Loaded with top-rate smart TV content, a superb performance with all sources, a Freeview HD tuner and even some nifty recording, digital file playback and networking features, what's not to like for this kind of money?
The rather underwhelming speakers are nothing unusual on a TV of this size, price or depth, so it would be harsh to judge the TX-L32E5B negatively on that front.
Perhaps it's the relatively small size of the TX-L37E5B's panel that plays down its weaknesses, but we're struggling to think of a better value all-rounder for a living room than this almost immaculate 32-incher.
Versatility is rare on LCD panels, but this Edge LED-backlit screen handles both low bitrate and hi-def sources with impressive clarity and stability.
Always watchable and often with deliciously coloured, contrast-heavy images that don't suffer from blur or judder, VIERA Connect's slick style and content is the icing.
There is some LED light leakage and black levels can feel a little forced, though that's nit-picking on a TV of this price.
Our biggest criticism goes to the TX-L37E5B's Freeview HD electronic programme guide, which is dull and lifeless – and eons behind those found on the likes of Samsung and Sony TVs.
VIERA Connect is hard to fault lest for a request for Lovefilm and some more terrestrial on-demand services, such as Demand 5, 4oD and ITV Player.
Achieving greatness with almost all sources, and with no discernable weaknesses in the picture department, it's left to the TX-L37E5B to assert its all-round worthiness with some engaging smart TV shenanigans and reliable handling of digital files.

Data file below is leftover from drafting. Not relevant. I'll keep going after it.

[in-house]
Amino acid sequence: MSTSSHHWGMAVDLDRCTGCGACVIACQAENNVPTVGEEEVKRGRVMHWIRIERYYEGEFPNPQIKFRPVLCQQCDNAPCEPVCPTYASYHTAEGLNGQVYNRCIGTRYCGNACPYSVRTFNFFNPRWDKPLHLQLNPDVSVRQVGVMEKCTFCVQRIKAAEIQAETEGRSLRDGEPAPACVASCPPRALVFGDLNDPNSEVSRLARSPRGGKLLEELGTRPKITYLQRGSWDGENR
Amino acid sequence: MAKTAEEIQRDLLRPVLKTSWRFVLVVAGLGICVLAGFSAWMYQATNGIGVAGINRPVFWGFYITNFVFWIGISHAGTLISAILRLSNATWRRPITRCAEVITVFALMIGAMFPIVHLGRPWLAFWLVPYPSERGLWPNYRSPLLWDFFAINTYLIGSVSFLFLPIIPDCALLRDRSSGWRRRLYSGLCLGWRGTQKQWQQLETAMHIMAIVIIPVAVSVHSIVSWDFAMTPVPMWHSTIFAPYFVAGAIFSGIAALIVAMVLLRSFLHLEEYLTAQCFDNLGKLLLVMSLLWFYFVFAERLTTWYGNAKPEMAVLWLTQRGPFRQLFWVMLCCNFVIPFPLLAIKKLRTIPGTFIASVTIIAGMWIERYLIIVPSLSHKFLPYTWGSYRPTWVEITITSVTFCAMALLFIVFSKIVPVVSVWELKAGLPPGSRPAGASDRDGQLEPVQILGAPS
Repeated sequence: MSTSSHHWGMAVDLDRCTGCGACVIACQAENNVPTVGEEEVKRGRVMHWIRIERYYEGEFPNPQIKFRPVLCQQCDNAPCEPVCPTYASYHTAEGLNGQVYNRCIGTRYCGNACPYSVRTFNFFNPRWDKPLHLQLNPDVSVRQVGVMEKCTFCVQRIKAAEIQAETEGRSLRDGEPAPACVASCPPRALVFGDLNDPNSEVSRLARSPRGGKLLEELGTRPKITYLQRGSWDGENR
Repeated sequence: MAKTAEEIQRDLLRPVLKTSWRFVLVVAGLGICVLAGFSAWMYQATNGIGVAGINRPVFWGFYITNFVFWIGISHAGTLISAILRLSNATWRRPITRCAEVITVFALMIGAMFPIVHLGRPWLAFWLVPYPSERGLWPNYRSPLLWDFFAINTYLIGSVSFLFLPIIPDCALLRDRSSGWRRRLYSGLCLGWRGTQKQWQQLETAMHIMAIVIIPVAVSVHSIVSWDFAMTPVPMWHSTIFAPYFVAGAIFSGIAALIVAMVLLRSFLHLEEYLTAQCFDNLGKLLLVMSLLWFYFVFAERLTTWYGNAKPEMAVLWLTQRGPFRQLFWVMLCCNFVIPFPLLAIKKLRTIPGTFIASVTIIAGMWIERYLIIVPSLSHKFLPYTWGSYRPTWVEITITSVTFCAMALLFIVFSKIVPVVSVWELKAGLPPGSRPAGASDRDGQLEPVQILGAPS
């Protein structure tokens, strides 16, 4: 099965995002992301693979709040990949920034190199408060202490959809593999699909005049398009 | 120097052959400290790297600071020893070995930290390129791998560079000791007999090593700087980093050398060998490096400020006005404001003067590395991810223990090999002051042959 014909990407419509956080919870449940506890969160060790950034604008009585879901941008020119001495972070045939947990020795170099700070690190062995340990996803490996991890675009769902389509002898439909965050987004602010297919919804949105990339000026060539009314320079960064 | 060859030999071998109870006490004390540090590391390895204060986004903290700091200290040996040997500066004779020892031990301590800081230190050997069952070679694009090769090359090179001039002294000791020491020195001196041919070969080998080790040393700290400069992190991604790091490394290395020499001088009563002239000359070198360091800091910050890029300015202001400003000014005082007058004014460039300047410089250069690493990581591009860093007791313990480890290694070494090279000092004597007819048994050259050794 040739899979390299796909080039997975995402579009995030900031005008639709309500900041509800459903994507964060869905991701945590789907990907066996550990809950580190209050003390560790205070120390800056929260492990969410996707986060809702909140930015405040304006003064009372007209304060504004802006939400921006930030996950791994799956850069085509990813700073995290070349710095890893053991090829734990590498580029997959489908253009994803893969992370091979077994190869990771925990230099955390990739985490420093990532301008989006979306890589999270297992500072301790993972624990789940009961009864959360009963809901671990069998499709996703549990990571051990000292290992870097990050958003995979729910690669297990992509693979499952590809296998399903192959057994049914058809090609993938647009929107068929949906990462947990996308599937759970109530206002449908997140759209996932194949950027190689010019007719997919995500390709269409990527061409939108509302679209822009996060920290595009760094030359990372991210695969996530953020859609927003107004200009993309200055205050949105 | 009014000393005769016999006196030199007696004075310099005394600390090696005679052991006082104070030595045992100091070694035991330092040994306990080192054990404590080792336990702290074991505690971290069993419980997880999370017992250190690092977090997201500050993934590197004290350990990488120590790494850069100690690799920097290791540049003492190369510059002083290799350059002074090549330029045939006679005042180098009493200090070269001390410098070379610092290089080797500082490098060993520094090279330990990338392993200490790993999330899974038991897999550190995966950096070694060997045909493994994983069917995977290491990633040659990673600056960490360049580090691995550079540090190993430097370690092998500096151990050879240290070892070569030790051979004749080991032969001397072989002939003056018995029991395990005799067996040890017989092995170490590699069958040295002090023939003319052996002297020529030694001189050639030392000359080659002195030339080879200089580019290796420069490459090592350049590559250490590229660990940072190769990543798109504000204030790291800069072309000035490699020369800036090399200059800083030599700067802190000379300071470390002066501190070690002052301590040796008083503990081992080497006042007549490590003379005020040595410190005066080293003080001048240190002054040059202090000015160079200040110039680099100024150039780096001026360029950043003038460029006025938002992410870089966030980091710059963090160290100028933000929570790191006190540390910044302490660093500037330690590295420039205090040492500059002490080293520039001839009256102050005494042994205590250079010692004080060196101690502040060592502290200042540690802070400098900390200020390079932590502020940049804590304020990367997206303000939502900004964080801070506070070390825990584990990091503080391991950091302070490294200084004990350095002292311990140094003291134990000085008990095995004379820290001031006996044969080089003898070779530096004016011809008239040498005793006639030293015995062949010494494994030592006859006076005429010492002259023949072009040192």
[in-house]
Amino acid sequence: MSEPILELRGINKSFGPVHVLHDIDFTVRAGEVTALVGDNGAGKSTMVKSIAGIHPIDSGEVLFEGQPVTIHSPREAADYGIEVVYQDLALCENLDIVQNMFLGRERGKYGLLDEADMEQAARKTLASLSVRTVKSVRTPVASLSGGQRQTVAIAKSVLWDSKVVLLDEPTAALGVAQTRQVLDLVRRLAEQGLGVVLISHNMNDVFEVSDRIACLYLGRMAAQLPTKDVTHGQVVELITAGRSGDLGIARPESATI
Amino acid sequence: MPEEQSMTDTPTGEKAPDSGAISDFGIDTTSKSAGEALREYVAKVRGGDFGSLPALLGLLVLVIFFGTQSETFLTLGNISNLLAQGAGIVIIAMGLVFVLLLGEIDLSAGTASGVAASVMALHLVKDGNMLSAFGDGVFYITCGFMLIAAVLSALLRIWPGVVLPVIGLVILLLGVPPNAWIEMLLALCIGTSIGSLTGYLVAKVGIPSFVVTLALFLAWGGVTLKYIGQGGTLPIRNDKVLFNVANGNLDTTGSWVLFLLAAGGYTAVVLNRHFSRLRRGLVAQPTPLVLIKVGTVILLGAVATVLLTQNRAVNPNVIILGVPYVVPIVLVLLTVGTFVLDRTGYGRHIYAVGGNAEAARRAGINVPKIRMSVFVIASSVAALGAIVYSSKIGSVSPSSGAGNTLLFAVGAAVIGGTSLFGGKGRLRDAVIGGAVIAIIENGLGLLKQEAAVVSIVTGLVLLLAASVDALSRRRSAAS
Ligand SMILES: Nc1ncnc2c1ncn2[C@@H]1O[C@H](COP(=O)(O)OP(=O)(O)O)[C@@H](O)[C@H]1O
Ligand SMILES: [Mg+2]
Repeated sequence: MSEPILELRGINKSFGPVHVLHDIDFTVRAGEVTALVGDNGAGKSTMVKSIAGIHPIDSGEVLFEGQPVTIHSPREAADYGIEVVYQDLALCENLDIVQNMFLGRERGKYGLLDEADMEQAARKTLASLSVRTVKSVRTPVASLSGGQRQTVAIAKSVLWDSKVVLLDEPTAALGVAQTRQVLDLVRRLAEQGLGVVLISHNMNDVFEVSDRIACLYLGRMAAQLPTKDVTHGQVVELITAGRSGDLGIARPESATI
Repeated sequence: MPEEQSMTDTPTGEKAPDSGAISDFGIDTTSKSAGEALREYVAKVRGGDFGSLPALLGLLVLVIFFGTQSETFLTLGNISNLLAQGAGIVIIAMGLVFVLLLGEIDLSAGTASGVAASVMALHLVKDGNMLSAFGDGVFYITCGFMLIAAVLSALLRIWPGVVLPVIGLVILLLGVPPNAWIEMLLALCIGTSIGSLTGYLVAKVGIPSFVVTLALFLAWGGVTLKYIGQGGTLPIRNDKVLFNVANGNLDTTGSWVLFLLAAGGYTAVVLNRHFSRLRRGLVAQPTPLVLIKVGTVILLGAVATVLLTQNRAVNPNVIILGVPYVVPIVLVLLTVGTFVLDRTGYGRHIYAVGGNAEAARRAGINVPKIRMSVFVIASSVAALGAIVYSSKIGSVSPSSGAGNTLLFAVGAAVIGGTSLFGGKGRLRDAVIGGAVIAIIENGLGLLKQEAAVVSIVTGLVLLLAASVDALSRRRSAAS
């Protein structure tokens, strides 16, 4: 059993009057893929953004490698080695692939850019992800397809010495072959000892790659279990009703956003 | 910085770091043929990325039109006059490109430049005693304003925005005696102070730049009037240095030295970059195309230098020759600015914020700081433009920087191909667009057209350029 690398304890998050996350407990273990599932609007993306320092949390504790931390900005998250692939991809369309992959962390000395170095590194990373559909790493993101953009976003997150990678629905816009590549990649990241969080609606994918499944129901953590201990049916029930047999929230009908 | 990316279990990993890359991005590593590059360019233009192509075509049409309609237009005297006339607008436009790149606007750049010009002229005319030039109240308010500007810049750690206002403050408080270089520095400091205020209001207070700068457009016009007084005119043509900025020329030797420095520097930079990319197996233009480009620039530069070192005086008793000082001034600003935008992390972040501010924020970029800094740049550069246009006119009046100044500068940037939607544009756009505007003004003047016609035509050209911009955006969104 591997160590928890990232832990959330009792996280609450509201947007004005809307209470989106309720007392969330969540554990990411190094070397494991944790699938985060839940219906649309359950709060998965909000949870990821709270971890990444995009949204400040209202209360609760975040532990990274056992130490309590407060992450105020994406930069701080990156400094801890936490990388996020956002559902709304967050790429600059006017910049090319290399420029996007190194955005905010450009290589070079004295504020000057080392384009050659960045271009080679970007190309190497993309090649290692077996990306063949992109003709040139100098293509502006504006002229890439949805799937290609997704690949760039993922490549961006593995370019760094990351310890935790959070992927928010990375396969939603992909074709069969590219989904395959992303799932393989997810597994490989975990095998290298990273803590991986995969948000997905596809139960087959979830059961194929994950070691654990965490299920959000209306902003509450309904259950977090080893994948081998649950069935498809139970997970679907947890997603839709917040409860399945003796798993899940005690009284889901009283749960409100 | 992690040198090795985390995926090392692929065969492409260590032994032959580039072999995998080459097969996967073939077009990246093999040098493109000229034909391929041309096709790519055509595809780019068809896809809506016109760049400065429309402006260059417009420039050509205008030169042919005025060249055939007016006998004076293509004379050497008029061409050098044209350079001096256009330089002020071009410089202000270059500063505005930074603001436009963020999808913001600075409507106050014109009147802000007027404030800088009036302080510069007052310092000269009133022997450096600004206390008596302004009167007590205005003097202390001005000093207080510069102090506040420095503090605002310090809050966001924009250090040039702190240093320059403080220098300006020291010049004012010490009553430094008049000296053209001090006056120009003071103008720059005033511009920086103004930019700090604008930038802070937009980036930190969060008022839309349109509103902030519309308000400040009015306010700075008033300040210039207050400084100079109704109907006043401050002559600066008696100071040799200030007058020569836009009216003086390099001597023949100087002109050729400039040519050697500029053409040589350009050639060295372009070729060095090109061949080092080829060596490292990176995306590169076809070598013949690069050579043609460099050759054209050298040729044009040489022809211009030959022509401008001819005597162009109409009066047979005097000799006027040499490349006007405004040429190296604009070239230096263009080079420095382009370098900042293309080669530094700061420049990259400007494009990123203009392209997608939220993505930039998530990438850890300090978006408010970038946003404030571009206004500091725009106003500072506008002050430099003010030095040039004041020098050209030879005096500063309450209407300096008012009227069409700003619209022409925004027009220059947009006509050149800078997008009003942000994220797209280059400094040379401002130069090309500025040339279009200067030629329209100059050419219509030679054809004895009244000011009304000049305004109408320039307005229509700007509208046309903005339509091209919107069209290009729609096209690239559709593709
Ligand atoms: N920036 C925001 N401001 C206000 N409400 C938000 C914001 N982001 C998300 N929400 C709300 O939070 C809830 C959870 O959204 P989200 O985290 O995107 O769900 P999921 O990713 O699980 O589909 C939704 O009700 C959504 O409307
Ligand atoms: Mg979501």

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With profound blacks, natural colours and impressive hi-def sharpness, and a judder-free performance with Blu-ray, the TX-L37E5B is a worthy addition to any living room after that extra slab of quality where it counts.
It also helps prove that IPS LCD panels are at their best in smaller sizes.
The 32-inch LCD TV genre is awash with options, but watch for budget buys from no-name brands – they might 'do a job' in a living room, but they usually struggle to make non-HD sources watchable.
If you're not much interested in smart TV, the Toshiba 32RL858B might suit; its stab at online apps via Toshiba Places is lacklustre, but it's elsewhere thoroughly versatile and good value.
Those after something more high-end should look no further than one of the best-looking, best made 32-inchers around – the Philips 32PFL7605H – though smart TV is done better on sets such as the Sony KDL-32EX524 and Samsung UE32D5000.